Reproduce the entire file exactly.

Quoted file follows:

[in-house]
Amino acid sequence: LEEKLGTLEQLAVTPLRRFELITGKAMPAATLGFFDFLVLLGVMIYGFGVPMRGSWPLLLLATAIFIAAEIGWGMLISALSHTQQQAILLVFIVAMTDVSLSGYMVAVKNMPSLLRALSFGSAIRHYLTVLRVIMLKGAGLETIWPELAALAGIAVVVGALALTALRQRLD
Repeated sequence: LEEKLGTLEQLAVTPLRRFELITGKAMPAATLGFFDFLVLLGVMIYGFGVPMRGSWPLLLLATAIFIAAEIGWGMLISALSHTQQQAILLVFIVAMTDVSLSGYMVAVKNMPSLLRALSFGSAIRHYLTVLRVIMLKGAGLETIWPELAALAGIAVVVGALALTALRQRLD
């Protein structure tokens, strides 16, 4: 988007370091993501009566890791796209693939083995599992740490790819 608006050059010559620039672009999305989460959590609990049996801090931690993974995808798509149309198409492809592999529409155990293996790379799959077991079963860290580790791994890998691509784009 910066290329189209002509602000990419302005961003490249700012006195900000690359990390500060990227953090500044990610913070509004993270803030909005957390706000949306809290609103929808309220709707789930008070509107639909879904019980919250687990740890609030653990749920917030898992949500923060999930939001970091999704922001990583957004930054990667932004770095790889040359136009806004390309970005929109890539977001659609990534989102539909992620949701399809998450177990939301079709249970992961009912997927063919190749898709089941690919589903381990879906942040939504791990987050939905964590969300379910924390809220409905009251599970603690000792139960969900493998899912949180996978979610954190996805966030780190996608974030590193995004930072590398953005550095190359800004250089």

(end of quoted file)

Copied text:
[in-house]
Amino acid sequence: LEEKLGTLEQLAVTPLRRFELITGKAMPAATLGFFDFLVLLGVMIYGFGVPMRGSWPLLLLATAIFIAAEIGWGMLISALSHTQQQAILLVFIVAMTDVSLSGYMVAVKNMPSLLRALSFGSAIRHYLTVLRVIMLKGAGLETIWPELAALAGIAVVVGALALTALRQRLD
Repeated sequence: LEEKLGTLEQLAVTPLRRFELITGKAMPAATLGFFDFLVLLGVMIYGFGVPMRGSWPLLLLATAIFIAAEIGWGMLISALSHTQQQAILLVFIVAMTDVSLSGYMVAVKNMPSLLRALSFGSAIRHYLTVLRVIMLKGAGLETIWPELAALAGIAVVVGALALTALRQRLD
């Protein structure tokens, strides 16, 4: 988007370091993501009566890791796209693939083995599992740490790819 608006050059010559620039672009999305989460959590609990049996801090931690993974995808798509149309198409492809592999529409155990293996790379799959077991079963860290580790791994890998691509784009 910066290329189209002509602000990419302005961003490249700012006195900000690359990390500060990227953090500044990610913070509004993270803030909005957390706000949306809290609103929808309220709707789930008070509107639909879904019980919250687990740890609030653990749920917030898992949500923060999930939001970091999704922001990583957004930054990667932004770095790889040359136009806004390309970005929109890539977001659609990534989102539909992620949701399809998450177990939301079709249970992961009912997927063919190749898709089941690919589903381990879906942040939504791990987050939905964590969300379910924390809220409905009251599970603690000792139960969900493998899912949180996978979610954190996805966030780190996608974030590193995004930072590398953005550095190359800004250089």